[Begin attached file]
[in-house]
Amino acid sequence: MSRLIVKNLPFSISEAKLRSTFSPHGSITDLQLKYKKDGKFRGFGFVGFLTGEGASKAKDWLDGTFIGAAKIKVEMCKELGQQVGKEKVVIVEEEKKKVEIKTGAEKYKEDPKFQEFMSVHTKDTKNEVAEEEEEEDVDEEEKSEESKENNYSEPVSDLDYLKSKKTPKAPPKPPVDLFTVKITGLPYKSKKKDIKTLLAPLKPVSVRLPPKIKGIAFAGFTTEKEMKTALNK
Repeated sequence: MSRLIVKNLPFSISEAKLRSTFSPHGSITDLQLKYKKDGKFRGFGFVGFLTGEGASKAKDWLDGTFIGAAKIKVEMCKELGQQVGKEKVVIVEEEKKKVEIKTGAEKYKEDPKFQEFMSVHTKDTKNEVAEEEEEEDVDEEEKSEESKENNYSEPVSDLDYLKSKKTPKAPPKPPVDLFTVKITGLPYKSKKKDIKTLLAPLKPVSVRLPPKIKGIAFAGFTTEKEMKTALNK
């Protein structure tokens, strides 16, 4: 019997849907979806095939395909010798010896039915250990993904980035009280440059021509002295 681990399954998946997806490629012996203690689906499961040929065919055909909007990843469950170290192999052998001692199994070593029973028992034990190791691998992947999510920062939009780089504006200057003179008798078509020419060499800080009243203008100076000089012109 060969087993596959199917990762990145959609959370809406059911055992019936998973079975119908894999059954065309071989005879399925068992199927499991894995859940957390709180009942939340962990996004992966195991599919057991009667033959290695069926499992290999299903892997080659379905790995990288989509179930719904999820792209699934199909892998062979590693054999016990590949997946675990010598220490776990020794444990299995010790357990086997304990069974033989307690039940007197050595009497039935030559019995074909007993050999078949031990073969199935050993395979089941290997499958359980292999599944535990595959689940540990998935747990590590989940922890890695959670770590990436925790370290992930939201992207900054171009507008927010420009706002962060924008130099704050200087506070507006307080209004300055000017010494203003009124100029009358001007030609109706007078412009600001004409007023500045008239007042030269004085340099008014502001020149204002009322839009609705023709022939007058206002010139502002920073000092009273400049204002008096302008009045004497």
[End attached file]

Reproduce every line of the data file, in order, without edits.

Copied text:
[in-house]
Amino acid sequence: MSRLIVKNLPFSISEAKLRSTFSPHGSITDLQLKYKKDGKFRGFGFVGFLTGEGASKAKDWLDGTFIGAAKIKVEMCKELGQQVGKEKVVIVEEEKKKVEIKTGAEKYKEDPKFQEFMSVHTKDTKNEVAEEEEEEDVDEEEKSEESKENNYSEPVSDLDYLKSKKTPKAPPKPPVDLFTVKITGLPYKSKKKDIKTLLAPLKPVSVRLPPKIKGIAFAGFTTEKEMKTALNK
Repeated sequence: MSRLIVKNLPFSISEAKLRSTFSPHGSITDLQLKYKKDGKFRGFGFVGFLTGEGASKAKDWLDGTFIGAAKIKVEMCKELGQQVGKEKVVIVEEEKKKVEIKTGAEKYKEDPKFQEFMSVHTKDTKNEVAEEEEEEDVDEEEKSEESKENNYSEPVSDLDYLKSKKTPKAPPKPPVDLFTVKITGLPYKSKKKDIKTLLAPLKPVSVRLPPKIKGIAFAGFTTEKEMKTALNK
């Protein structure tokens, strides 16, 4: 019997849907979806095939395909010798010896039915250990993904980035009280440059021509002295 681990399954998946997806490629012996203690689906499961040929065919055909909007990843469950170290192999052998001692199994070593029973028992034990190791691998992947999510920062939009780089504006200057003179008798078509020419060499800080009243203008100076000089012109 060969087993596959199917990762990145959609959370809406059911055992019936998973079975119908894999059954065309071989005879399925068992199927499991894995859940957390709180009942939340962990996004992966195991599919057991009667033959290695069926499992290999299903892997080659379905790995990288989509179930719904999820792209699934199909892998062979590693054999016990590949997946675990010598220490776990020794444990299995010790357990086997304990069974033989307690039940007197050595009497039935030559019995074909007993050999078949031990073969199935050993395979089941290997499958359980292999599944535990595959689940540990998935747990590590989940922890890695959670770590990436925790370290992930939201992207900054171009507008927010420009706002962060924008130099704050200087506070507006307080209004300055000017010494203003009124100029009358001007030609109706007078412009600001004409007023500045008239007042030269004085340099008014502001020149204002009322839009609705023709022939007058206002010139502002920073000092009273400049204002008096302008009045004497």